We’ve Been Missing This One Key Fact About General George WashingtonHistorians/History
tags: American Revolution, George Washington, General George Washington
The year is 1783, the date, March 15—the legendary Ides of March—a day forever filled with foreboding since the assassination of a famous general who sought imperial power, Julius Caesar, more than 2,000 years ago. For the Americans of 1783 the foreboding was especially intense because Caesar’s murder led to the destruction of the Roman Republic and to centuries of rule by emperors. Was the fragile new American republic about to experience a similar fate?
We are in the final year of the eight-year struggle that we call the American Revolution. Lieutenant General George Washington is in New Windsor, the American Continental Army’s winter camp near Newburgh on the Hudson River in New York. He is about to walk out onto a stage in a building called the Temple of Virtue and confront a galaxy of faces stained with sullen dislike and distrust of his leadership. These ominous visages belong to the officers of the Continental Army. Dangling in precarious balance is the future of the United States of America.
Most twenty-first-century Americans, when and if they learn of this confrontation, can only stare in amazement and disbelief. George Washington, the father of our country, despised and disliked by the men who had spent most of the previous decade risking their lives in obedience to his orders? Why do we celebrate Washington’s birthday and consider his home, Mount Vernon, a shrine? Why have we named the capital of the world’s most powerful nation in his honor? And erected the world’s tallest stone monument to immortalize his name? We can sum it up with four words: The Strategy of Victory. This confrontation in New Windsor was part of the price Washington was paying for the drastic changes he had made in the way America fought the Revolutionary War. He did not foresee this discord; nor was he sure he and the nation would survive it. More important for today’s readers, the crisis forces us to think about the Revolution—and George Washington—in a new way.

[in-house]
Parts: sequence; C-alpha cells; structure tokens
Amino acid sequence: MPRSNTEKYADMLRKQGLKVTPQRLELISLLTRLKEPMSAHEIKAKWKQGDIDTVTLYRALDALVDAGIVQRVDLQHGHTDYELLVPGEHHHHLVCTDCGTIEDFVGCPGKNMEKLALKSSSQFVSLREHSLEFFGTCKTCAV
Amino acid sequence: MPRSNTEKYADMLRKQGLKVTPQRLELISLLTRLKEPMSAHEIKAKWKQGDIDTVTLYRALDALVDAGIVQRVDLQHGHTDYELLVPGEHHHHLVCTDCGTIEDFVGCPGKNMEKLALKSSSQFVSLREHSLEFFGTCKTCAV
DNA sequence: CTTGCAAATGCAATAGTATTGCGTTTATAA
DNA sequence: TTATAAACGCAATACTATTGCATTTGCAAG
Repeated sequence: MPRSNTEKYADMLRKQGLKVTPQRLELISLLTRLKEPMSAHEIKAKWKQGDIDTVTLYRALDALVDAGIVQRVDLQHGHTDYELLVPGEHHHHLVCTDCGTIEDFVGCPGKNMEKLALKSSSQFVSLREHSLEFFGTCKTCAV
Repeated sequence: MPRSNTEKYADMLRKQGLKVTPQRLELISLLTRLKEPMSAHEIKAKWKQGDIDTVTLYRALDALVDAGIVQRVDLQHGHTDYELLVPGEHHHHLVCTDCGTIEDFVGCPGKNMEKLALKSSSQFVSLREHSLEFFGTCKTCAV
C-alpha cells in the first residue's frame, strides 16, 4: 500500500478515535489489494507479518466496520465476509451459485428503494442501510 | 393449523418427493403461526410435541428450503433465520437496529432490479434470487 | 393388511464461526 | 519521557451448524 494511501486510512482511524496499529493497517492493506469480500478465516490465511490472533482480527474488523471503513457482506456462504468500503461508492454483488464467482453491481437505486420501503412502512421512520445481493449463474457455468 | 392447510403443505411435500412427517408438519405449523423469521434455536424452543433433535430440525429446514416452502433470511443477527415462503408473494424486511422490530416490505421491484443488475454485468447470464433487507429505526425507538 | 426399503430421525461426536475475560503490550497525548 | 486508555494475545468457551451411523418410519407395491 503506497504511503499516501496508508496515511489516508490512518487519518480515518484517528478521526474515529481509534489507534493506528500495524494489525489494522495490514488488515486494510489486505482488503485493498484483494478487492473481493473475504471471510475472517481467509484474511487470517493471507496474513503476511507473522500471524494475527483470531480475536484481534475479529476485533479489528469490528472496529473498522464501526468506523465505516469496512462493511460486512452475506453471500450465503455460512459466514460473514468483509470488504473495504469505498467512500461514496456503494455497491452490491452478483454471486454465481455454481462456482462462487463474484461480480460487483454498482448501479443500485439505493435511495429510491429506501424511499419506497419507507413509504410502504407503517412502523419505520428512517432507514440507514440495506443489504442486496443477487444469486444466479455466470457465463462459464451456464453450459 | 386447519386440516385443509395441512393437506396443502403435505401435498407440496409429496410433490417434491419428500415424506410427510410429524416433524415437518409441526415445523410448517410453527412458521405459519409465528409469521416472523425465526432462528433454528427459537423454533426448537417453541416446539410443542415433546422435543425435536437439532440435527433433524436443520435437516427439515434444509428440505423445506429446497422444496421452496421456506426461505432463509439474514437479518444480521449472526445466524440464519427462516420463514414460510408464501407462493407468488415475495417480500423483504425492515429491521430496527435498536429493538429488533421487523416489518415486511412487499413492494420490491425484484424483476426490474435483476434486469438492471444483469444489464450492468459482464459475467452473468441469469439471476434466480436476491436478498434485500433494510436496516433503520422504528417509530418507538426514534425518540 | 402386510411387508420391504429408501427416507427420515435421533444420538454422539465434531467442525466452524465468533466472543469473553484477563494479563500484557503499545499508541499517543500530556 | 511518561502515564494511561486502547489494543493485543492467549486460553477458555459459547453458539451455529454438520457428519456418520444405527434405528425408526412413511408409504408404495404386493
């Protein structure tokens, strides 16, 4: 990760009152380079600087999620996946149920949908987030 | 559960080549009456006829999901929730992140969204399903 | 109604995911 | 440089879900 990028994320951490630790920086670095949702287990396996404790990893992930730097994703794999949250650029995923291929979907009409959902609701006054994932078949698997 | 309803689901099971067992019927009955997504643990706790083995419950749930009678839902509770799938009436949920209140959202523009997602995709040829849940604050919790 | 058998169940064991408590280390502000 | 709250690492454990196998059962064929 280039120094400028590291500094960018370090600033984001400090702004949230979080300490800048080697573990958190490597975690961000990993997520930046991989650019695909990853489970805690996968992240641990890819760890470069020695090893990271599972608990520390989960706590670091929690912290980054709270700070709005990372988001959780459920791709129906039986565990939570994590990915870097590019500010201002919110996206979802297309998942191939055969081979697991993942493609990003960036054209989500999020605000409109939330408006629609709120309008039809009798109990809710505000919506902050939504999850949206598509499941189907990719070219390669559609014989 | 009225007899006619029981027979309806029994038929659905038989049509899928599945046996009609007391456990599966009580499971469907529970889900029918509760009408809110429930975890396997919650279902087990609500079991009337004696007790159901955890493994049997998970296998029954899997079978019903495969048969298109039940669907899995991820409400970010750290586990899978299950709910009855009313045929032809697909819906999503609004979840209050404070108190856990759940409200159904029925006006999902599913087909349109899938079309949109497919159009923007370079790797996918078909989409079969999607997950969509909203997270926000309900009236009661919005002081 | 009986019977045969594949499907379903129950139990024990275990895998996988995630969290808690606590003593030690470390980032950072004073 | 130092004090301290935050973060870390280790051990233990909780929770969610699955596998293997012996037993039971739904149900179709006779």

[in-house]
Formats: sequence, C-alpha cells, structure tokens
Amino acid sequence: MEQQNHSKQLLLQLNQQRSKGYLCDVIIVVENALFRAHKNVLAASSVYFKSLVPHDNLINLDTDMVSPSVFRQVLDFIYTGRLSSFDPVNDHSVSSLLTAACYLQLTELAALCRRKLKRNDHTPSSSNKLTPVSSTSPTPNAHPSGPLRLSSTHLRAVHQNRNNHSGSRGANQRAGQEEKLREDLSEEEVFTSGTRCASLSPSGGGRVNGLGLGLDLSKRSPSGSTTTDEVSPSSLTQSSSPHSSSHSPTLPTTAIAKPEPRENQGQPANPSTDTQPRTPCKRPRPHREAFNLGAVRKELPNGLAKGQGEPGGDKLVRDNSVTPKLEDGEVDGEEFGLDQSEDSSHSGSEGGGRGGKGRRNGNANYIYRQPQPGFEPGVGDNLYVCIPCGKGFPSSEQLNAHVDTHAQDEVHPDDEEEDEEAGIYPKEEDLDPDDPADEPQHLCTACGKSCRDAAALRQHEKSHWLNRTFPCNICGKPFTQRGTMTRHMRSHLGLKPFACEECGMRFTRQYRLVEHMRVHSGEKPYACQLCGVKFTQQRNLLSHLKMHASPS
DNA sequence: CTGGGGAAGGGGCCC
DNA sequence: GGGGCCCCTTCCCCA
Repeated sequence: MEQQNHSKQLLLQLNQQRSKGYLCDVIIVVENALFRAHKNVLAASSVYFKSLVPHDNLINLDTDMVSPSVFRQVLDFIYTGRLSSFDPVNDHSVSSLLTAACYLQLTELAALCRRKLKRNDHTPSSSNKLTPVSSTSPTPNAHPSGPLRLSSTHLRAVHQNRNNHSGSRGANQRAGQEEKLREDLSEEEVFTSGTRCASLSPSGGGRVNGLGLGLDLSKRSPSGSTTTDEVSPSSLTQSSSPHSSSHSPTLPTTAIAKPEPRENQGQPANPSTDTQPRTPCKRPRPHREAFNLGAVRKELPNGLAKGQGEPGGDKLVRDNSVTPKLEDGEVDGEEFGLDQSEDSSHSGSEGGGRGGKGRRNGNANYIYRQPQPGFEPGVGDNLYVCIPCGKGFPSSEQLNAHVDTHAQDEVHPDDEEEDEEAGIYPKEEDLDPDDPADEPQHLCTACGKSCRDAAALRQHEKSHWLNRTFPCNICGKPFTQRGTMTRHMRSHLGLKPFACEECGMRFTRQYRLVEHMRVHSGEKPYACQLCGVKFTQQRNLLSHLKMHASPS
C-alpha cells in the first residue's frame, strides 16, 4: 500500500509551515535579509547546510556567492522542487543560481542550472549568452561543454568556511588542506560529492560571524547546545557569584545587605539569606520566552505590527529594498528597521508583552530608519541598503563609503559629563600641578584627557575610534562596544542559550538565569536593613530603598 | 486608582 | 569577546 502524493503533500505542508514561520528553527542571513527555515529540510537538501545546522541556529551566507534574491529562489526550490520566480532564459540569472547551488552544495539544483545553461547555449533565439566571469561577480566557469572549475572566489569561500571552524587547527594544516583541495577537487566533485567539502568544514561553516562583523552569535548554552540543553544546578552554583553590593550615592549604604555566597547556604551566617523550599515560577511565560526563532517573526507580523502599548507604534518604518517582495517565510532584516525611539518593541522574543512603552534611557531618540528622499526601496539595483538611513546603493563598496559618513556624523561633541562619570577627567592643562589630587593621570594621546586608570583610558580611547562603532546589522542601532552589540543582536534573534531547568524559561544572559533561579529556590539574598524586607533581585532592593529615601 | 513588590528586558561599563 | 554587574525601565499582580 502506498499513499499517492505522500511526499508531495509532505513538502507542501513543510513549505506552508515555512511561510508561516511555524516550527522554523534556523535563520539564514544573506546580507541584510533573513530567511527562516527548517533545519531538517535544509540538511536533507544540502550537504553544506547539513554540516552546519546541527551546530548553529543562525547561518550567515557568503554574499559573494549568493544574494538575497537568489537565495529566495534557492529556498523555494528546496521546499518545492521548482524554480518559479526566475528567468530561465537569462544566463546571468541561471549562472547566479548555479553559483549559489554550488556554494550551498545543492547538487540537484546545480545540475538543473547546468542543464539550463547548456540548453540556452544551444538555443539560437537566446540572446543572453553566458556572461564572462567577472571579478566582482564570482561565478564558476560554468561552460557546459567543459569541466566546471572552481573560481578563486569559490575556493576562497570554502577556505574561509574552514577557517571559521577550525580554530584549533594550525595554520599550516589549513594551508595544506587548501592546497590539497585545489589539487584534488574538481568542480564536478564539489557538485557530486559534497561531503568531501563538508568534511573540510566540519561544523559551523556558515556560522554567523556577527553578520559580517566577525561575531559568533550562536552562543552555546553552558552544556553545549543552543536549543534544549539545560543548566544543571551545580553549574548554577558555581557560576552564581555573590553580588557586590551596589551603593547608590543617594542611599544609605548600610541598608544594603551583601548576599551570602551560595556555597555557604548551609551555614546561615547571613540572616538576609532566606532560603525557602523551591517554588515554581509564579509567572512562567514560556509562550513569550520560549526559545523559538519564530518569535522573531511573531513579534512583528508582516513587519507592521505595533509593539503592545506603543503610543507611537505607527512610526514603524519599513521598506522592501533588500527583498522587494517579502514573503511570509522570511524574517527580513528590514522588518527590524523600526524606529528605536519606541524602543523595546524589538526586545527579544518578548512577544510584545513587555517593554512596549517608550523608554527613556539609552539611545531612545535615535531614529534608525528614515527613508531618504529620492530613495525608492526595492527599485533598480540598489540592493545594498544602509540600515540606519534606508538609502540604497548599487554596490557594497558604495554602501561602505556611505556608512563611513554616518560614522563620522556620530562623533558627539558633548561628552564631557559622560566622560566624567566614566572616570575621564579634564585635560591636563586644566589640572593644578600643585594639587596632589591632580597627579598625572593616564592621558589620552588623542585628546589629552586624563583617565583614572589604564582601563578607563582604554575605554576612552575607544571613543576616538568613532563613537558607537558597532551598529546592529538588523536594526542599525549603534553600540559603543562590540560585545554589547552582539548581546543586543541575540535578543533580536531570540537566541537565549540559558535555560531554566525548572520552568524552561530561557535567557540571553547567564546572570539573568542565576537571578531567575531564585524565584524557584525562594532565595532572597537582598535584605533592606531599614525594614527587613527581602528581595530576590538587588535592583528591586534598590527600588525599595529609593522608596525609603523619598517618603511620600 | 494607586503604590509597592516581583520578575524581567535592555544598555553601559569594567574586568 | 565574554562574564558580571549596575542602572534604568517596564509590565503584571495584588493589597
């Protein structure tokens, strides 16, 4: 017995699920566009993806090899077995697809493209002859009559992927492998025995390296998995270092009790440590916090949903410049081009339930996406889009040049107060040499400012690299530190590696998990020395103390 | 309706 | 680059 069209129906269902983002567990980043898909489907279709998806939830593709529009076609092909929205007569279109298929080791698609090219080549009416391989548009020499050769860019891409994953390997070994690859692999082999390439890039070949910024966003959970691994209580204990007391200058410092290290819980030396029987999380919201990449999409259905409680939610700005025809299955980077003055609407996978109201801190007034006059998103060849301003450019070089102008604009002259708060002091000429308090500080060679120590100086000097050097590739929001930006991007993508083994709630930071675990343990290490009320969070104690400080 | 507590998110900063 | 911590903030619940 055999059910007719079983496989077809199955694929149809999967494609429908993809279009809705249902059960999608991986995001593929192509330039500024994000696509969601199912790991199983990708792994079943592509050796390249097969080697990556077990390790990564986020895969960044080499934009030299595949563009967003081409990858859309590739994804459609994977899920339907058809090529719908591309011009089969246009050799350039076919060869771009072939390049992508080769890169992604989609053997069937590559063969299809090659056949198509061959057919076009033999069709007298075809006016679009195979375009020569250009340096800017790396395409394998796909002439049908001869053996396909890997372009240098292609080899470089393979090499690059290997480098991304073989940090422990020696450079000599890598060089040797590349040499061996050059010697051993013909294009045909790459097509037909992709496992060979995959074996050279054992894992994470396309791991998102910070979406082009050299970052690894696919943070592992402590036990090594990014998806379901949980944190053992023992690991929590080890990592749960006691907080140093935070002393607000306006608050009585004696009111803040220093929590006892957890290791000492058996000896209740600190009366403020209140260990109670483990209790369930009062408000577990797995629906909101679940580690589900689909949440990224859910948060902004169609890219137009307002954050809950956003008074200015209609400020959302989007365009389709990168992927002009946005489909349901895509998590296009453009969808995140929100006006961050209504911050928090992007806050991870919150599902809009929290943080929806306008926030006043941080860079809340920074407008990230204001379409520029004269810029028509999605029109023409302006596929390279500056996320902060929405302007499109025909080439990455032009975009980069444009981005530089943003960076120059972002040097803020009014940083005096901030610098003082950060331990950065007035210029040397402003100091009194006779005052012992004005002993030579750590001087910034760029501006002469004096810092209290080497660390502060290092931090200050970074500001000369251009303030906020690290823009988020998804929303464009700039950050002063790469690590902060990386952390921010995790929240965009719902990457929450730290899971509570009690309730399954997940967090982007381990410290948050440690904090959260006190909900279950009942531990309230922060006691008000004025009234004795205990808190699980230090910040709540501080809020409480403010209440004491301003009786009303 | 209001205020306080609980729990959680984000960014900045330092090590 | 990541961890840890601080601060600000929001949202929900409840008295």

My first glimpse of this reality came while I was working on a book about the history of West Point. In the course of my three and a half years at the US Military Academy, I talked to many generals, largely to explore the connection between their educations at the school and their later careers. Beyond this topic our conversations often turned to historical matters, confirming an old aphorism that professional soldiers are all in the history game. They were especially interested when I told them I hoped to write a book about George Washington as a general. I asked their opinion of him. They all said essentially the same thing: “He was a great general.”
“Why do you say that?” I asked. “He lost more battles than he won.” At that time, I thought of Washington largely as a figurehead. “Yes,” they replied. “But he changed the strategy of the war. In the middle of the war. That’s the hardest thing for a general to do.” I soon grasped that strategy is the essence of a general’s job — an idea most civilians may find puzzling or at least surprising. The word derives from the ancient Greek word strategia, meaning “the art of troop leader, office of command.” It did not become part of Western vernacular languages until the eighteenth century.